SAT reworks 2016 test to include ‘relevant’ vocabulary, math that matters, no penalty for wrong answers

Aleah Jennings-Newhouse, Staff Writer

For years, the SAT has been demanding students to write a grueling 25-minute essay, study vocabulary words that they have never seen before, and answer math questions that are difficult only because of the obscure way in which they are phrased. Now, the SAT is about to change.

On March 5, The College Board announced upcoming changes to the one of the two most widely used standardized college admissions test in the United States (the other is the ACT). The updated test will premiere in the spring of 2016.

The Board, a non-profit organization founded in 1900 to “expand access to higher education,” highlighted eight main goals for changing the test.

To improve the current Critical Reading and Writing sections, the new SAT will focus on relevant words in context, test for a command of evidence in writing, and the ability to analyze an essay.

For the math section, there will be a focus on math that matters most, and problems grounded in real-world contexts. It will also test for the ability to analyze in science and in history/social studies, and include questions about founding documents and the “Great Global Conversation.” The test will also stop penalizing wrong answers.

Unfortunately for sophomores and juniors who are currently frustrated with the test, the new version will not come out in time to make a difference.

In an email response to questions posed by the Legend, Brendan Dunlap (’15) wrote that he wishes there was “less emphasis on memorizing words that could be on the test.”

“Even after having studied 500-plus words,” he wrote, “there were some on my SAT that I had never seen in my life.”

“Another would be to de-complicate the math section,” Dunlap added. “What are they even testing for?” he asked. “It’s hardly math — it’s more like strange riddle-solving.”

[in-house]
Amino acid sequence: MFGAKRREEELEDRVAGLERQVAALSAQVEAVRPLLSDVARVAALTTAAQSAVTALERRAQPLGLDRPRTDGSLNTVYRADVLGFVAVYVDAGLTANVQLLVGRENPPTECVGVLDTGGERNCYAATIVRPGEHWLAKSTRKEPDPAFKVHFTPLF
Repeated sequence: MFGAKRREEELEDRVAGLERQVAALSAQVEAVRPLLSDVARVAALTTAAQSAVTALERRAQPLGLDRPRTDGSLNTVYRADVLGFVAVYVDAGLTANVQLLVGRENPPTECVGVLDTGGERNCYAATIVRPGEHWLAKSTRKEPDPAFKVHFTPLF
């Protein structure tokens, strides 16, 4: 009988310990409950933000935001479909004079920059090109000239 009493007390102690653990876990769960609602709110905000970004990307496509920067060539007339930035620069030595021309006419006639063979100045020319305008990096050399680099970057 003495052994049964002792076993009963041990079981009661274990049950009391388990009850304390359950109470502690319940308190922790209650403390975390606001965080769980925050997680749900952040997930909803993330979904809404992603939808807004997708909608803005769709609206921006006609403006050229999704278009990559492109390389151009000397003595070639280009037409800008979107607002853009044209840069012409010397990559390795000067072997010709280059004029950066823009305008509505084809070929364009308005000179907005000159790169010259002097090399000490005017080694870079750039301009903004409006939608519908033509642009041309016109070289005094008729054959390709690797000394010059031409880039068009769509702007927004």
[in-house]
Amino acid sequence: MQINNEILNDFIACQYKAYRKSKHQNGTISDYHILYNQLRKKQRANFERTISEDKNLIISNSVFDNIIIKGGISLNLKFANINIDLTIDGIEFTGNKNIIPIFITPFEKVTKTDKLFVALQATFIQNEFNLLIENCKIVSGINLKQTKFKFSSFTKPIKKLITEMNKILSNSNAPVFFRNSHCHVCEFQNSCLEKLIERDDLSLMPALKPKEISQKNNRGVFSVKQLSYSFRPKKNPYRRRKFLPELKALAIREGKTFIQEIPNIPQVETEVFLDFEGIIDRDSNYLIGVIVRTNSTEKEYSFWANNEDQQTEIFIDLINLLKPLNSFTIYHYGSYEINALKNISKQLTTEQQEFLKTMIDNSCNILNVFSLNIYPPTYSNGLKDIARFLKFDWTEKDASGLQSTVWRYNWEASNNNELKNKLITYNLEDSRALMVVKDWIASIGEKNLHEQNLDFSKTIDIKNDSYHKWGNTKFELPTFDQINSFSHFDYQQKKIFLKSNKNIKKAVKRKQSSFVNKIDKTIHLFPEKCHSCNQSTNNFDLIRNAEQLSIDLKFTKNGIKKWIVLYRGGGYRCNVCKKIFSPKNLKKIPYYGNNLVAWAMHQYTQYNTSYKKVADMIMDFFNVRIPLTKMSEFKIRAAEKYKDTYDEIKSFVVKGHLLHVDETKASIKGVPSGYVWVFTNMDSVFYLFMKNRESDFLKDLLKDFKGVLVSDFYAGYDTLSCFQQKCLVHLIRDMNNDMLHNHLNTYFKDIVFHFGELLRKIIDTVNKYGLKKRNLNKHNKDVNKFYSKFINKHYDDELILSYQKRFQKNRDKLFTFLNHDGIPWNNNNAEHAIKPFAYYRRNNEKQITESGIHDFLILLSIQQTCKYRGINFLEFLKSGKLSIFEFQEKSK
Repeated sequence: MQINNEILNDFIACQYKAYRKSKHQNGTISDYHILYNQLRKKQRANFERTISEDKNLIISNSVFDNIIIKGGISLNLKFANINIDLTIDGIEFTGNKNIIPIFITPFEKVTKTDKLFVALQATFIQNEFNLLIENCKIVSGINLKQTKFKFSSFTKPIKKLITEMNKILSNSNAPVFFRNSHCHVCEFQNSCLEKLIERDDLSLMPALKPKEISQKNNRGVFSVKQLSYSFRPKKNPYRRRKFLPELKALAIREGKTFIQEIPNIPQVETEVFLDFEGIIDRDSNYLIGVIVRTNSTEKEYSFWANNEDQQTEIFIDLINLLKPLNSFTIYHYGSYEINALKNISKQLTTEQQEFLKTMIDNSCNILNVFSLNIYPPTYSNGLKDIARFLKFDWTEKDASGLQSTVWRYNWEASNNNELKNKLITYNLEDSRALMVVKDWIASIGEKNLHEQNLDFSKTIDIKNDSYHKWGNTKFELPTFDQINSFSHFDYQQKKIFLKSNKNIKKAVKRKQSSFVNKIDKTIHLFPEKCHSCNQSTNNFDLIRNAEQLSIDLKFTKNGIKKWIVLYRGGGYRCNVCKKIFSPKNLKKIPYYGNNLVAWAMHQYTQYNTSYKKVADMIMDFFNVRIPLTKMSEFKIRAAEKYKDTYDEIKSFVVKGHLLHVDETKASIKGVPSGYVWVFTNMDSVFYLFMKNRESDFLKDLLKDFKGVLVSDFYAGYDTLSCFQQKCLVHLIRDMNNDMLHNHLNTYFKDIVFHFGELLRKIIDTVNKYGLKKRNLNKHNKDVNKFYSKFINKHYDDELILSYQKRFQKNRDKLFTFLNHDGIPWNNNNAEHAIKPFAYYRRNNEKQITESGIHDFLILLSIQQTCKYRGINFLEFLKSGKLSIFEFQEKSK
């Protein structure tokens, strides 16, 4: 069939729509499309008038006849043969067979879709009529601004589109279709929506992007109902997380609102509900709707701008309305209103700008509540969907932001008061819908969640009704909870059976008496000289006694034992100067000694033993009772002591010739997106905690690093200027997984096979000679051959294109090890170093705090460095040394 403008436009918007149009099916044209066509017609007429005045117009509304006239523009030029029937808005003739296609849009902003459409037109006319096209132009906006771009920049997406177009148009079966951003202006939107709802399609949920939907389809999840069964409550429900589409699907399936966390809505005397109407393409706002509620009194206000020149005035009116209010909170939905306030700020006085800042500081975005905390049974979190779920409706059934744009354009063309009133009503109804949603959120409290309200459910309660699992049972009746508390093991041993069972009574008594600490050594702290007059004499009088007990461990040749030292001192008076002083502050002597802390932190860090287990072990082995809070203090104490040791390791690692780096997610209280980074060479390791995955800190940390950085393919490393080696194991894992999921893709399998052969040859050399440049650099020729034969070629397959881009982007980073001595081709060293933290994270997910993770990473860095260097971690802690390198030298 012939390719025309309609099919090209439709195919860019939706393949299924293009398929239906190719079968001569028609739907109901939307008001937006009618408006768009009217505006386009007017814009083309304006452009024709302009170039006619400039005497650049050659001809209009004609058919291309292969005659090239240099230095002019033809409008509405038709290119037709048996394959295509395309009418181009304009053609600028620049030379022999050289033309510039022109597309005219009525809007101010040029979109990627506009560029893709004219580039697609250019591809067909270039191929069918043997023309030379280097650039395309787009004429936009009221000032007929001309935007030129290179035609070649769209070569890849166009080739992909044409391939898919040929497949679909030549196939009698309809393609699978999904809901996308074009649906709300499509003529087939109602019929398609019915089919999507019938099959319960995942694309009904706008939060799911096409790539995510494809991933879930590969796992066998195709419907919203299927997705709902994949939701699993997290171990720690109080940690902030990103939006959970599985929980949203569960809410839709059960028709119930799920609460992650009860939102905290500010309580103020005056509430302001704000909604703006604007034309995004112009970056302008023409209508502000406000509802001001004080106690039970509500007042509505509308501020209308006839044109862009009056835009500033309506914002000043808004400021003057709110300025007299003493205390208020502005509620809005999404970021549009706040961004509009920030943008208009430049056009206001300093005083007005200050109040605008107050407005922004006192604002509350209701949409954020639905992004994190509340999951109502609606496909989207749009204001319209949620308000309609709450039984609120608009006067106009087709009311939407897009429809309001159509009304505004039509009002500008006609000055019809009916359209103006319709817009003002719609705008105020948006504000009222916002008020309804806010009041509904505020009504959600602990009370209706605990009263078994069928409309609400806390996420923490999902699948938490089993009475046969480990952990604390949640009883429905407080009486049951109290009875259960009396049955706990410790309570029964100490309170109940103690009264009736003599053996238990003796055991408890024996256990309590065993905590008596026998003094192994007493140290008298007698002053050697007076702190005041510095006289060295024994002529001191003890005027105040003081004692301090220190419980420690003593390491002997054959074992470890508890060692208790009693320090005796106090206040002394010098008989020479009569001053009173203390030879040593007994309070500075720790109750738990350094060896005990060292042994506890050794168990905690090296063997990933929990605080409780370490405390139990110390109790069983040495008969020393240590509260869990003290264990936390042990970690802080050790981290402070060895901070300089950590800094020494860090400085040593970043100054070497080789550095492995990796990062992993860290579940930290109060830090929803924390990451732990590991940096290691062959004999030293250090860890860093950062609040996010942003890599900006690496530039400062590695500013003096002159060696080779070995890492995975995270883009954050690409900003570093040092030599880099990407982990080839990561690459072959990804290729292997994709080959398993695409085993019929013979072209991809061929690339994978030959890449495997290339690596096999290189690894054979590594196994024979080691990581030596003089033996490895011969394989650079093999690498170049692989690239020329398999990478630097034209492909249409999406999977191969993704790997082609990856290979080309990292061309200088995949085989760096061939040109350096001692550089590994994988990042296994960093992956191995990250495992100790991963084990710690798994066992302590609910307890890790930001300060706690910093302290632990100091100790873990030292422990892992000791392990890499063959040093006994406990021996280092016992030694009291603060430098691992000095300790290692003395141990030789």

Kim Davidson (’14) wrote, “I would have had fewer sections. I think it’s a bit cruel to include an extra section just as a ‘test.’”

Other important changes coming from the Board include a shorter test, as the essay portion will be optional. If a student chooses to write the essay, he or she will have twice as much time as before, and write with the purpose of analysis, as opposed to taking a position on a presented topic. This is closer to the essay section on the ACT, the other widely used standardized college admissions test. Writing the essay is also optional, but only lasts for 30 minutes, and takes place at the end of the test.

Ted Olney-Bell (‘14) wrote that he “hated the essay part” in response to the questions. He wrote that he had taken the test twice, and received the same score on the essay both times, although he considered the second essay he wrote to be considerably worse.

“I naturally thought (the scoring) was wrong,” he wrote. “I’m not sure what it was that caused this to happen … but I feel that it had something to do with the format or grading of the essay.”

“I’m just glad that they understood the fact that the original essay section was flawed,” he wrote.

Joe Weinberg (’14) agreed: “I’m just glad they are changing (the SAT) at all. I appreciate the fact that they are taking steps to improve it, even if it doesn’t directly affect me,” he wrote to the Legend.

On April 16, David Coleman, president and CEO of The College Board, and Cyndie Schmeiser, chief of assessment for the Board, explained their reasoning in a letter following the announcement of the changes: “Our members, including admission officers, school counselors, teachers, and students, have called on us to change the SAT and go beyond assessment to deliver opportunity.”

“Our goal is to support college readiness and success for more students and to make sure that those who are prepared take full advantage of the opportunities they’ve earned through their hard work,” they continued.

Coleman’s work instituting the Common Core State Standards (CCSS) aligns with the new SAT’s practical application to college admissions. The CCSS is a set of standards for what students should know by the end of each grade in public schools, although private schools have the option to follow it.

Changes to the test also mean changes to the test prep. The Board’s website suggests that “(r)igorous course work will be, more than ever, the best preparation for the SAT.”

Thomas Su (’17) commented on being in the first class that will take the new SAT. “I think that it will be difficult for us as the first class because we don’t exactly know what to expect,” he wrote to the Legend.

“I can’t say I’m excited to try out the new version of the SAT when my future is so dependent on it,” wrote Charlotte Pohl (’17).